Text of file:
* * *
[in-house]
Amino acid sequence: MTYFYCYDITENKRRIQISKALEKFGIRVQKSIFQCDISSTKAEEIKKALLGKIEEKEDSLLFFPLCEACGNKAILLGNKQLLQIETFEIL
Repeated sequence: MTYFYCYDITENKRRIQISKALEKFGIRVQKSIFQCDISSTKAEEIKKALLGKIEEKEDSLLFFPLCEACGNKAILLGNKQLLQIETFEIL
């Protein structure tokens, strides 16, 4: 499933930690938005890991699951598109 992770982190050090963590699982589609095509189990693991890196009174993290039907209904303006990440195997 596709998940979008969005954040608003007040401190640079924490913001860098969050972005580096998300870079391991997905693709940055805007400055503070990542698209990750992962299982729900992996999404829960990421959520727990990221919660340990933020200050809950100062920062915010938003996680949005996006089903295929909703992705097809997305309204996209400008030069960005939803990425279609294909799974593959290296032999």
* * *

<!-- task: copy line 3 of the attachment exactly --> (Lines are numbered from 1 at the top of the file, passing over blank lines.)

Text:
Repeated sequence: MTYFYCYDITENKRRIQISKALEKFGIRVQKSIFQCDISSTKAEEIKKALLGKIEEKEDSLLFFPLCEACGNKAILLGNKQLLQIETFEIL